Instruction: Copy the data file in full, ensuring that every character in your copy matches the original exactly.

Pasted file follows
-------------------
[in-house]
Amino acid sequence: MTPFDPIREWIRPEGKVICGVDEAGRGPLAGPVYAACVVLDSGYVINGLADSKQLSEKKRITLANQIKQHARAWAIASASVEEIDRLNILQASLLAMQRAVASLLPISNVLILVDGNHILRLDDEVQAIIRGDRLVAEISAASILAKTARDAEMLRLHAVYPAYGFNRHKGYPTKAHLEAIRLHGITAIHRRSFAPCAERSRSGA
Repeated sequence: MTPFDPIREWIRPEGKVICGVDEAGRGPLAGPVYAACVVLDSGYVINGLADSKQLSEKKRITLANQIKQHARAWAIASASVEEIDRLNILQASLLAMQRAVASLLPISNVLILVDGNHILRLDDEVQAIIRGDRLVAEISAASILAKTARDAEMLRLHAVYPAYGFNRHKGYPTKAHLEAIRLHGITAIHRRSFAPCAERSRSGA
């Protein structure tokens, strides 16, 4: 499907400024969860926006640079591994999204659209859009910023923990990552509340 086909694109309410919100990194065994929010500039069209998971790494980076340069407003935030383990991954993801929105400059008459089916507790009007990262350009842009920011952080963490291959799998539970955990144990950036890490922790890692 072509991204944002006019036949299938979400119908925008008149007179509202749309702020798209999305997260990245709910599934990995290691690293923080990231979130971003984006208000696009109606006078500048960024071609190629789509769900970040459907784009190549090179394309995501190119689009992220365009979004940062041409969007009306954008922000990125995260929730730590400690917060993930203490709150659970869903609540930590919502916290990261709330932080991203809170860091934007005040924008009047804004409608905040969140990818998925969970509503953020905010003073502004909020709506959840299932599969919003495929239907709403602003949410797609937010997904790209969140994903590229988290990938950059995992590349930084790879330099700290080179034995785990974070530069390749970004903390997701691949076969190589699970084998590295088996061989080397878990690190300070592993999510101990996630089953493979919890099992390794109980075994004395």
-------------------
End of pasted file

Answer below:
[in-house]
Amino acid sequence: MTPFDPIREWIRPEGKVICGVDEAGRGPLAGPVYAACVVLDSGYVINGLADSKQLSEKKRITLANQIKQHARAWAIASASVEEIDRLNILQASLLAMQRAVASLLPISNVLILVDGNHILRLDDEVQAIIRGDRLVAEISAASILAKTARDAEMLRLHAVYPAYGFNRHKGYPTKAHLEAIRLHGITAIHRRSFAPCAERSRSGA
Repeated sequence: MTPFDPIREWIRPEGKVICGVDEAGRGPLAGPVYAACVVLDSGYVINGLADSKQLSEKKRITLANQIKQHARAWAIASASVEEIDRLNILQASLLAMQRAVASLLPISNVLILVDGNHILRLDDEVQAIIRGDRLVAEISAASILAKTARDAEMLRLHAVYPAYGFNRHKGYPTKAHLEAIRLHGITAIHRRSFAPCAERSRSGA
């Protein structure tokens, strides 16, 4: 499907400024969860926006640079591994999204659209859009910023923990990552509340 086909694109309410919100990194065994929010500039069209998971790494980076340069407003935030383990991954993801929105400059008459089916507790009007990262350009842009920011952080963490291959799998539970955990144990950036890490922790890692 072509991204944002006019036949299938979400119908925008008149007179509202749309702020798209999305997260990245709910599934990995290691690293923080990231979130971003984006208000696009109606006078500048960024071609190629789509769900970040459907784009190549090179394309995501190119689009992220365009979004940062041409969007009306954008922000990125995260929730730590400690917060993930203490709150659970869903609540930590919502916290990261709330932080991203809170860091934007005040924008009047804004409608905040969140990818998925969970509503953020905010003073502004909020709506959840299932599969919003495929239907709403602003949410797609937010997904790209969140994903590229988290990938950059995992590349930084790879330099700290080179034995785990974070530069390749970004903390997701691949076969190589699970084998590295088996061989080397878990690190300070592993999510101990996630089953493979919890099992390794109980075994004395």